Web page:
The world I imagine, the world I dream of, is not unattainable. Again and again we have dreamed the seemingly impossible and made it happen–pyramids, aqueducts, microscopes and telescopes, cell phones, heart transplants, computers and space travel. What can we dream now for all humanity, or have so many nightmares manifested that our dreams are shrinking to the size of our own survival and not the thrival of our world?
I might be tempted to say I dream of a world in which all those who put a suffocating knee on another’s neck must feel the weight of that knee on their own neck, or a world where those who legislate war must risk life and limb on the front lines themselves. It might not be unreasonable to imagine that all those who judge and control the bodies of others would be required to endure invasive scrutiny of their private lives, public condemnation of their choices, and have their bodily rights be legislated against their will. Or perhaps I might want to propose that those who do not support universal healthcare, equal pay for equal work, and education for all, cannot themselves receive those “entitlements,” and that those individuals who so easily and for profit rescind environmental controls, knowingly pollute, contaminate, and destroy our ecosystem would be required to drink the water in Flint.
But that is NOT the world I dream of, not at all. While there might arguably be legitimacy to imposing such consequences, an “eye for an eye” mentality has its own dangers. It gives license for one group to perpetrate, in the name of righteousness, the very same abuses that were committed by those they claim to reform. History is full of atrocities perpetrated in the name of such reform. There is no way around it; deliberately inflicting pain on others perpetuates the cycle of abuse, violence, murder and destruction we so desperately need to break and heal.
In the world I dream of, we would not even think of doing to others anything we would not want done to ourselves. Period. I dream of a world where “Loving thy neighbor as thyself” is the ground in which we plant the seeds of our human garden, where “Do unto others as you would have them do unto you” is the operating principle for every decision we make, individually and as a society, every vote we cast, every priority we set and every relationship we have. This is not a new dream. This simple but profound prescription for human relations has been spoken into existence for ages. We wrote essays on the Golden Rule in grade school. But the ink is long dry on those papers and this dream has not yet become our reality.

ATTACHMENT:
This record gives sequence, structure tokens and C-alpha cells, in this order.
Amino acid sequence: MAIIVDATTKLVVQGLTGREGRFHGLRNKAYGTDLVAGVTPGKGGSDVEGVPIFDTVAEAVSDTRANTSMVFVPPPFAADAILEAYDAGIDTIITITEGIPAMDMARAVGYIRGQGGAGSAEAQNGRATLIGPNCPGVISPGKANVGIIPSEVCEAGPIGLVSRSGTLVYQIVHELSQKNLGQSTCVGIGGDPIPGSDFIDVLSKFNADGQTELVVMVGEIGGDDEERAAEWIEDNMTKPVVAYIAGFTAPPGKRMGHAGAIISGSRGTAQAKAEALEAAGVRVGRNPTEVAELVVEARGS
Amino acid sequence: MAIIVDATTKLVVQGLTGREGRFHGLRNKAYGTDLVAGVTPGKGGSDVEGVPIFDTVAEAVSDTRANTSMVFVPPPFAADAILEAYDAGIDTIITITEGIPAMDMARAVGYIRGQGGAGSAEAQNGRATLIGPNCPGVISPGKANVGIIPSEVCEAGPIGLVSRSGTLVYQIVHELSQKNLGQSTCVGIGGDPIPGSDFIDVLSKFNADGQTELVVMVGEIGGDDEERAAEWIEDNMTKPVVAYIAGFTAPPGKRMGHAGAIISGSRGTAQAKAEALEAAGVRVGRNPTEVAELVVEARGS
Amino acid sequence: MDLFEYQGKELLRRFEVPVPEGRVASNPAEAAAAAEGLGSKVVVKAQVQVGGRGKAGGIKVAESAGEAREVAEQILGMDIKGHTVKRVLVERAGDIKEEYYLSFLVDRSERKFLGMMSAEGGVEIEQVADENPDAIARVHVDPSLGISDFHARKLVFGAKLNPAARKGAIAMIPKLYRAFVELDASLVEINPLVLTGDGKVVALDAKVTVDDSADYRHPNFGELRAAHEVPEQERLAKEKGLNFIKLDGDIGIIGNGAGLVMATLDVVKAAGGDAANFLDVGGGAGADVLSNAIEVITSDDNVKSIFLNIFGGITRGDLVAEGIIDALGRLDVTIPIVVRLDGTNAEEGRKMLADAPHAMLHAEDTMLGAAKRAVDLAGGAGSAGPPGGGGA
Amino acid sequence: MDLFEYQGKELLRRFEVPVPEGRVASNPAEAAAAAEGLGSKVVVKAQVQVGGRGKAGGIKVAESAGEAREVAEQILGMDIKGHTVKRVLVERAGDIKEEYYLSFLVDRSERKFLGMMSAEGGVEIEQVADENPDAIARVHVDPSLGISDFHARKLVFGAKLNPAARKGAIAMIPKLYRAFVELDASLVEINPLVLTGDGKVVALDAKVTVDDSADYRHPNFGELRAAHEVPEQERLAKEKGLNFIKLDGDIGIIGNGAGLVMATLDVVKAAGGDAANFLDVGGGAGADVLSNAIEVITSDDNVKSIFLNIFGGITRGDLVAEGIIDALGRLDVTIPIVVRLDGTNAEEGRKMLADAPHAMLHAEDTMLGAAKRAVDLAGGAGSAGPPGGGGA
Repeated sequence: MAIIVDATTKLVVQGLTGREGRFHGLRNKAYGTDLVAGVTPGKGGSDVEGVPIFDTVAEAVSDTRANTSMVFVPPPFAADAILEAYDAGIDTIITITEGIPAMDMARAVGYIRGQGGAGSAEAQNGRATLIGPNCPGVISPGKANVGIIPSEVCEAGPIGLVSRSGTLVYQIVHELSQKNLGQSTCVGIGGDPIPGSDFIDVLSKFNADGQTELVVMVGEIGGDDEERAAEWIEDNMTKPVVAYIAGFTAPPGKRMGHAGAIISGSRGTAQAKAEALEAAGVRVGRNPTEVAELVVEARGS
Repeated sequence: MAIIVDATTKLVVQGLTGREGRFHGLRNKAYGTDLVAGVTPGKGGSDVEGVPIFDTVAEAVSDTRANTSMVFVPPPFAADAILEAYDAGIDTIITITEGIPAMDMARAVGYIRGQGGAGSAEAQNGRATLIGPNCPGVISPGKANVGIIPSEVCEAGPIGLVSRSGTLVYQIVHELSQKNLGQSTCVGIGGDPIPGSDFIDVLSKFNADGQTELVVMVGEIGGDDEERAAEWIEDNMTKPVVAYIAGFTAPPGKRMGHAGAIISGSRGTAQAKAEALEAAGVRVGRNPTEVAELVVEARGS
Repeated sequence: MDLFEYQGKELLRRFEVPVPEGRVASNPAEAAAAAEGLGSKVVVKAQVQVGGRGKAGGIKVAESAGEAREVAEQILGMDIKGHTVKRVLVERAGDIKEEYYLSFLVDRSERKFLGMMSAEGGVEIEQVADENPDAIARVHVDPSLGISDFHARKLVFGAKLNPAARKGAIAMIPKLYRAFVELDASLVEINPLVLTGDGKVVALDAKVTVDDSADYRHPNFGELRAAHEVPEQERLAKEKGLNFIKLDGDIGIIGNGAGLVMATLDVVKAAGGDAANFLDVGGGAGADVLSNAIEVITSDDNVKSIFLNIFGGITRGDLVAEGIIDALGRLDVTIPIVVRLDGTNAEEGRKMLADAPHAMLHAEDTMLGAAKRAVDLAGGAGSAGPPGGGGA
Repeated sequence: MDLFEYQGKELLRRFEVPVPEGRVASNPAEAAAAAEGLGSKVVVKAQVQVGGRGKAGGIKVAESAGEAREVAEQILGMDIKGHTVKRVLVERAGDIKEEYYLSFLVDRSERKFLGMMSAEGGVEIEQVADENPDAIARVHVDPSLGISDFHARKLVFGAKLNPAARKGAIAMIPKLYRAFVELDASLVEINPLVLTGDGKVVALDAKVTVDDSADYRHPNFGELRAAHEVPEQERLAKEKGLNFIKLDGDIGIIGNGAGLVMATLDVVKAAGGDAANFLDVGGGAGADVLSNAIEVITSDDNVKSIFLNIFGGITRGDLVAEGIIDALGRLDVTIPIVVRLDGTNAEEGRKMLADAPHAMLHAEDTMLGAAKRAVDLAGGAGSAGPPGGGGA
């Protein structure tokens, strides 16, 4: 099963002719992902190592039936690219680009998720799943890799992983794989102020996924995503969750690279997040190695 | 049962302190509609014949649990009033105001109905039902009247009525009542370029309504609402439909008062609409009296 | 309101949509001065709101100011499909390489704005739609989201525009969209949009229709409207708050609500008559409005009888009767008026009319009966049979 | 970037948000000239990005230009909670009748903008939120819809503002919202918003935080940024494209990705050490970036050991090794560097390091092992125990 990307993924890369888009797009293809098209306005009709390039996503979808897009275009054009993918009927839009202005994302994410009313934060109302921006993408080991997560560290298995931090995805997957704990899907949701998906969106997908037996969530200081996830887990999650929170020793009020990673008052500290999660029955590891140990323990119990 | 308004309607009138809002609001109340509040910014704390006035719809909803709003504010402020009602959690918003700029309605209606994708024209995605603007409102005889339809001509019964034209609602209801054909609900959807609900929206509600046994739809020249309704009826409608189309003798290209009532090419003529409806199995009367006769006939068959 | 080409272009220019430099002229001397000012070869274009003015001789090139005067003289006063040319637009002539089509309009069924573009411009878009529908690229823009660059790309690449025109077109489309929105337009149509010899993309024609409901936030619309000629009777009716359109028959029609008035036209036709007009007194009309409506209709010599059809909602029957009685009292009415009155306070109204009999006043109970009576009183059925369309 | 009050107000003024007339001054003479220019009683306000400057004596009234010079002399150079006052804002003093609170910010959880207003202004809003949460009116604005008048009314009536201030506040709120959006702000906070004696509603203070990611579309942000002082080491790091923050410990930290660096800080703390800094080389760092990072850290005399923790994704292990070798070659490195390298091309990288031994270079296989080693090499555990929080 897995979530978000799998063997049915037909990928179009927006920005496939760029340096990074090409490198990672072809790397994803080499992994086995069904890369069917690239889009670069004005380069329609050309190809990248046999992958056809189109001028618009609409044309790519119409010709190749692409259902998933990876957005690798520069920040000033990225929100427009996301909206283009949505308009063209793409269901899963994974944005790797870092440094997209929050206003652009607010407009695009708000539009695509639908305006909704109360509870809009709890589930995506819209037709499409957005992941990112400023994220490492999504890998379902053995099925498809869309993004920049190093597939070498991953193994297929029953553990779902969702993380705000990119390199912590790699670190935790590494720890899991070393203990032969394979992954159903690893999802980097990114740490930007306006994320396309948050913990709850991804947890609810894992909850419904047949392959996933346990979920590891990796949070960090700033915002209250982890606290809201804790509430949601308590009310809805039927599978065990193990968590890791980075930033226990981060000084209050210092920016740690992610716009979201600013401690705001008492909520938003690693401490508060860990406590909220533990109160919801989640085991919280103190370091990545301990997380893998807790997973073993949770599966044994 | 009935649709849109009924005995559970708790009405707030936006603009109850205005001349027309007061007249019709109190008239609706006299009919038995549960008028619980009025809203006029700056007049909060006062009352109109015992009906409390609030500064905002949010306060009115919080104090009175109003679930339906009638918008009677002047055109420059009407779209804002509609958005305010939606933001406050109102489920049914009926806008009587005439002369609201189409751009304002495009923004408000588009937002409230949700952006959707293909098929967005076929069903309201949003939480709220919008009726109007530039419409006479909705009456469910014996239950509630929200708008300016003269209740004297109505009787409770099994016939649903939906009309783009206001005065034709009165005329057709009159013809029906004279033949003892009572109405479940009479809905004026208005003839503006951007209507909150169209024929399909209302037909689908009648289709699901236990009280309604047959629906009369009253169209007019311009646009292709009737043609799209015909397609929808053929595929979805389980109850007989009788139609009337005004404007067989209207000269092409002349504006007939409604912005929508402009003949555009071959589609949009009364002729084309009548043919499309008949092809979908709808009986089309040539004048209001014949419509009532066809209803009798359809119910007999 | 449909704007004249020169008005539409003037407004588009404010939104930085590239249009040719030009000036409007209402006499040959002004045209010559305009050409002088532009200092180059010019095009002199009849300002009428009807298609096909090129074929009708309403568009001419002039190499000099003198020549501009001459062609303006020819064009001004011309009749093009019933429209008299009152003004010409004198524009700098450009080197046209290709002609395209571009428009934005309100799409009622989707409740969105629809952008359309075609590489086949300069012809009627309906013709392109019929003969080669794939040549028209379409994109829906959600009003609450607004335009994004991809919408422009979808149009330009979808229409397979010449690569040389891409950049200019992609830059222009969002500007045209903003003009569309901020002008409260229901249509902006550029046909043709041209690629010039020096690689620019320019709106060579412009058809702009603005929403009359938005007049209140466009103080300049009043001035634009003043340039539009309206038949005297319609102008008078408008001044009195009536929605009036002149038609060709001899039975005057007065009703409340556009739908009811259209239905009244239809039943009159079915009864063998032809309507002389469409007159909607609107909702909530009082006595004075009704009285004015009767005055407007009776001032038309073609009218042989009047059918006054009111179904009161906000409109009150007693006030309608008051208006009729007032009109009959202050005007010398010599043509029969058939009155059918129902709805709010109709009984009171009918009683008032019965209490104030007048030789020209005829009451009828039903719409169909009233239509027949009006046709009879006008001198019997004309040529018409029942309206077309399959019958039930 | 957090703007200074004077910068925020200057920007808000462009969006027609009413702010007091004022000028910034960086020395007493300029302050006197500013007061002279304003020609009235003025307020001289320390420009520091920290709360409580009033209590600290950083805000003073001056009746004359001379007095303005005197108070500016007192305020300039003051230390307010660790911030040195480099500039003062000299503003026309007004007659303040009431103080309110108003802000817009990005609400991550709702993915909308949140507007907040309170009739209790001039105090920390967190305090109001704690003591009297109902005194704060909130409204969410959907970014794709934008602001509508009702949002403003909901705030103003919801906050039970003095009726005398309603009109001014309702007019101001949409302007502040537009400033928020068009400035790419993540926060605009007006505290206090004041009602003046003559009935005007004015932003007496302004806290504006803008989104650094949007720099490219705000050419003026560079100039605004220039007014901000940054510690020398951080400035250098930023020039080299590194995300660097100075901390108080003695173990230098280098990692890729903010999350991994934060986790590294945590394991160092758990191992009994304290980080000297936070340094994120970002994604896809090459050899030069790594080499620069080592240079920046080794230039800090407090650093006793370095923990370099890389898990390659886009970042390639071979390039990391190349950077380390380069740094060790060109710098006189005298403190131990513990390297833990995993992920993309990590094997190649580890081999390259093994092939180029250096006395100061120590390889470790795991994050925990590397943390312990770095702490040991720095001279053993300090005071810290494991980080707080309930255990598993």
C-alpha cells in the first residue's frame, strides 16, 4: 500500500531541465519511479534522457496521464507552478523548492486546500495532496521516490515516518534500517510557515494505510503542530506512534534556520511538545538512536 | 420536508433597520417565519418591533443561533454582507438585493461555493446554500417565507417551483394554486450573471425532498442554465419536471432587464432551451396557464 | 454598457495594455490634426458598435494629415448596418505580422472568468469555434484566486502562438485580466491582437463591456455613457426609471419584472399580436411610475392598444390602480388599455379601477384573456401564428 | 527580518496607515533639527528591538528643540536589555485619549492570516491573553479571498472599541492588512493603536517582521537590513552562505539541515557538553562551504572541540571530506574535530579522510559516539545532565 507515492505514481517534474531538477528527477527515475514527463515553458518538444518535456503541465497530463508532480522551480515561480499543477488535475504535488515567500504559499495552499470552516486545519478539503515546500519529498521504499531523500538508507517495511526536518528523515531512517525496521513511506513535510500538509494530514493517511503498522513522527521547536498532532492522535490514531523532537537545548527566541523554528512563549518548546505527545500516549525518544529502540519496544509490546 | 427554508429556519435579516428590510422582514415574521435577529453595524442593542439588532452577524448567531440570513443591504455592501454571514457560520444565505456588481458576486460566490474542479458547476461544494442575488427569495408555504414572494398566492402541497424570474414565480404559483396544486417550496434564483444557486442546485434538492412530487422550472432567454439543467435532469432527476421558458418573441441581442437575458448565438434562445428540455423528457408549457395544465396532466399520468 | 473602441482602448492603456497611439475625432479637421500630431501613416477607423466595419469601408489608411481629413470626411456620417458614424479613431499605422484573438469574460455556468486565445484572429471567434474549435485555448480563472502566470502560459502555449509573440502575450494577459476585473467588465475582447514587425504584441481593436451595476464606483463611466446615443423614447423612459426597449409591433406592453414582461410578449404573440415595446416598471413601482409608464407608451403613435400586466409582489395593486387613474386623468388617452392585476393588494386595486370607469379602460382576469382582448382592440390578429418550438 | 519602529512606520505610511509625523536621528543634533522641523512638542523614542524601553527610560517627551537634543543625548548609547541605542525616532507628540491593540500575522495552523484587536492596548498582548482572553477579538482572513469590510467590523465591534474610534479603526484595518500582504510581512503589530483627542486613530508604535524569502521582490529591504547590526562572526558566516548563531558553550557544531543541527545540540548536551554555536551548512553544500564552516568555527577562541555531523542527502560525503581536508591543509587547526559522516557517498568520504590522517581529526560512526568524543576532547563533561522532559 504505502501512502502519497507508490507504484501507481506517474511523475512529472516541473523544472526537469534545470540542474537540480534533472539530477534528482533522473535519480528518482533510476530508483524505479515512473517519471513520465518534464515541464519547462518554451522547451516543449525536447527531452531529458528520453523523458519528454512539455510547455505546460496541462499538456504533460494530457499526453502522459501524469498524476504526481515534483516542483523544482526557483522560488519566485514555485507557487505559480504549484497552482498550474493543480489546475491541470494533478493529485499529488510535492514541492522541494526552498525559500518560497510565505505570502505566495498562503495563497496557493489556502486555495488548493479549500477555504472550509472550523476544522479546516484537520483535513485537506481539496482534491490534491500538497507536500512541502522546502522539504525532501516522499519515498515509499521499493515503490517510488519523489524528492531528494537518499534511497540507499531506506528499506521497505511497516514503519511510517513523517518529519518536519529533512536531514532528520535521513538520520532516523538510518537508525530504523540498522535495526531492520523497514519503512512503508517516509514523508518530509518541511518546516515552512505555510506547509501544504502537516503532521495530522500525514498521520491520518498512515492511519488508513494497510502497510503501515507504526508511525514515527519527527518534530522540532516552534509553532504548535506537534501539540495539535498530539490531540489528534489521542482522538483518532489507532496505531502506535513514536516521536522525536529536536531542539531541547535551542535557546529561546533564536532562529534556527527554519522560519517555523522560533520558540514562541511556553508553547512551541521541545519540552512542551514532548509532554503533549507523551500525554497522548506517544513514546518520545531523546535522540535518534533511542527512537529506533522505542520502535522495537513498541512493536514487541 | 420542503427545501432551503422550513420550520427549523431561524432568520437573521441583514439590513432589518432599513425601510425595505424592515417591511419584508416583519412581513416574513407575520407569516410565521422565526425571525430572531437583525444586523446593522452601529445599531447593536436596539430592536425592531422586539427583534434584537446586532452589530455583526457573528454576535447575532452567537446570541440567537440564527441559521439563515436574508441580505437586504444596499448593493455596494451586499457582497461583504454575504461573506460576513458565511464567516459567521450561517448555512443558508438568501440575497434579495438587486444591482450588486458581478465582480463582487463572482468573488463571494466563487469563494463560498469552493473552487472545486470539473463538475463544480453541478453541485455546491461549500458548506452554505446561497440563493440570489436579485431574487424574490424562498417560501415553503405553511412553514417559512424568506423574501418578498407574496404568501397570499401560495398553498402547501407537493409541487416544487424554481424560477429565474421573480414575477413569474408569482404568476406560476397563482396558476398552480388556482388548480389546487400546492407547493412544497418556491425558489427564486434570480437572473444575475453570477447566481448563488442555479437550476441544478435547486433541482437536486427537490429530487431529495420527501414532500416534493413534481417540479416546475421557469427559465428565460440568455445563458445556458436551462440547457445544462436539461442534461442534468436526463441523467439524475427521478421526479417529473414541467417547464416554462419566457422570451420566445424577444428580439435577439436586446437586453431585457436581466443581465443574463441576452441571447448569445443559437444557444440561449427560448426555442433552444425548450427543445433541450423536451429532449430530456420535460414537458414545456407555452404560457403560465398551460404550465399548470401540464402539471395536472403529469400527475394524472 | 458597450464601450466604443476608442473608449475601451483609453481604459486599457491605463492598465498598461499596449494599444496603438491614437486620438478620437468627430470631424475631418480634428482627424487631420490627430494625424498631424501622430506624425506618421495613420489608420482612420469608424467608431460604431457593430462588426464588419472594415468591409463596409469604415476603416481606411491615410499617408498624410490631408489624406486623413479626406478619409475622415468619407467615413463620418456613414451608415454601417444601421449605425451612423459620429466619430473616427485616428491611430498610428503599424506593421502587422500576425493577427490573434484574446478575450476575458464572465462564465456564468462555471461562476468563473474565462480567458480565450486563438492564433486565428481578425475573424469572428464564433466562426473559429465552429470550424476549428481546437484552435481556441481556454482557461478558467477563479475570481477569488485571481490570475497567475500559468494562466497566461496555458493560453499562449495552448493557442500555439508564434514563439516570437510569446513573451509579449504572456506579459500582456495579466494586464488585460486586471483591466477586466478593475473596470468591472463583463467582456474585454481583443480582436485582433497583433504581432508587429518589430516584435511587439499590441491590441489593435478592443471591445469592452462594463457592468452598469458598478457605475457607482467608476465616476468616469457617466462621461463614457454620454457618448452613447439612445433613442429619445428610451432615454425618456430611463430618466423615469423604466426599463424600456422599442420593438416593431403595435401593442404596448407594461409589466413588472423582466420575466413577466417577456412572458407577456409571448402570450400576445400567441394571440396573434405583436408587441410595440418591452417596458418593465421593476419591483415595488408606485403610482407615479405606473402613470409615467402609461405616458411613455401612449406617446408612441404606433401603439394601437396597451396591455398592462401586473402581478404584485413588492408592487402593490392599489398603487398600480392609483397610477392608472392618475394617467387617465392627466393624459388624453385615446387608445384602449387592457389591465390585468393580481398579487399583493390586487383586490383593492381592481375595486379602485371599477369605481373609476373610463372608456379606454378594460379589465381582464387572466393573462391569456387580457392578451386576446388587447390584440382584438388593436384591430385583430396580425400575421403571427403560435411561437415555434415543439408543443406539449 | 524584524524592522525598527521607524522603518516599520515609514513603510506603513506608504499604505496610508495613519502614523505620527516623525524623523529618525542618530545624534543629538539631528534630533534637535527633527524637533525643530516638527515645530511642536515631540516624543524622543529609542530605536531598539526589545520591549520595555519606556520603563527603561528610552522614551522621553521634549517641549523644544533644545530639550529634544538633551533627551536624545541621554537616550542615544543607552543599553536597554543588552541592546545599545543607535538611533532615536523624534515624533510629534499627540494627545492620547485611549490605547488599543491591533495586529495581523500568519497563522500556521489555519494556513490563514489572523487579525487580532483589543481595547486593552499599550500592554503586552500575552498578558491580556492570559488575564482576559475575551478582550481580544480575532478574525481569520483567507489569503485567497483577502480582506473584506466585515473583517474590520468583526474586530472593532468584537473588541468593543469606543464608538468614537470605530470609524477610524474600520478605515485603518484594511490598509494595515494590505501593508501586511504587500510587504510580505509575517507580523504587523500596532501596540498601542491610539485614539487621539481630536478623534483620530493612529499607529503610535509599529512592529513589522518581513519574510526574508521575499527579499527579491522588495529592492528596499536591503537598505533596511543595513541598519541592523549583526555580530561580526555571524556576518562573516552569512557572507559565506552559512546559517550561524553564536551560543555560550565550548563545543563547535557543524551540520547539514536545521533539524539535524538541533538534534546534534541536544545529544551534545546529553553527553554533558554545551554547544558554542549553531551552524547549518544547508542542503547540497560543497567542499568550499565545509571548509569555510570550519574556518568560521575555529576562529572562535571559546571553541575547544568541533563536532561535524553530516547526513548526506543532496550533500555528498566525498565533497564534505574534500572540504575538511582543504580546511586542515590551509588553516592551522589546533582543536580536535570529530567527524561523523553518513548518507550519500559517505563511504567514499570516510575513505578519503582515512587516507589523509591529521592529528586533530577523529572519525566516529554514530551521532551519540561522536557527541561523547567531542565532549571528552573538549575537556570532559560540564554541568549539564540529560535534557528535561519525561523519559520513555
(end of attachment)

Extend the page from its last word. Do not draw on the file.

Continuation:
And so today I will write that essay again. I dream of a government whose whole reason for being and #1 priority is to solve the problems that cause the most human suffering— climate change and the destruction of the environment, war, genocide and the continued investment in WMD, poverty, discrimination, rape, injustice, greed, gender inequality, abuse, addiction, and religious fanaticism, etc., etc., etc
George Floyd’s death (among countless others) tells us we are choking out the best of what it means to be human. We must not let hope for a sustainable world for all beings die with him.
Martin Luther King had a big dream, and it lit up the darkness for many hurting bodies, minds, hearts and souls. He inspired us with his passion, courage, and devotion to a just and loving world. He got us to feel the pain we were inflicting, protest, challenge cruel authority, and take action. A friend recently said he wondered why no one like Martin Luther King has emerged today, no monolithic unifying voice of love, equality and peace. And for a moment I wished a Dr. King would burst on the scene and lead us into the verdant humanitarian world I envision. And then I realized, no. We are in a different time. We are in a time of many voices because we are in a time of exposing many painful truths of human behavior. We have the voices of Greta and all those warning us of the dire consequences of climate change, the Parkland students calling for gun control, immigration reformers, the MeToo Movement, #BlackLivesMatter, the LBGQ and Trans movements, Abortion and Women’s rights activists, the brave people of Standing Rock, Voters’ Rights advocates—the list goes on and on. We cannot, nor should we, be waiting for a Dr. King, a Moses, a Gandhi, a Mother Teresa or a Jesus, to lead us to the Promised Land. They already showed us the way! It’s time for us to make the journey ourselves.
I dream of a world where we all sit down at the table together to share our stories and hold each other’s pain, embrace new visions and fresh ideas for the repair, rejuvenation and restoration of our humanity. I dream of leadership that knows these issues are not partisan but a matter of life and death. But more than anything else, I dream of a world in which we are those leaders—in our relationships with our families and neighbors, at the grocery store, at our desks, in our studios, and in the voting booth. I dream of a world where the saying, “Love Thy Neighbor As Thyself,” is no longer and essay topic but is the very air we breathe.
The hundreds and thousands of heartfelt, way-beyond-the-call-of-duty responses to the murder of George Floyd, across this country and around the globe, are evidence that this dream is crying out to become a reality. Surely if we have the know-how and the power to defy gravity and make it to the moon, surely we have what it takes to lift all the knees of oppression off the necks of our brother and sister human beings.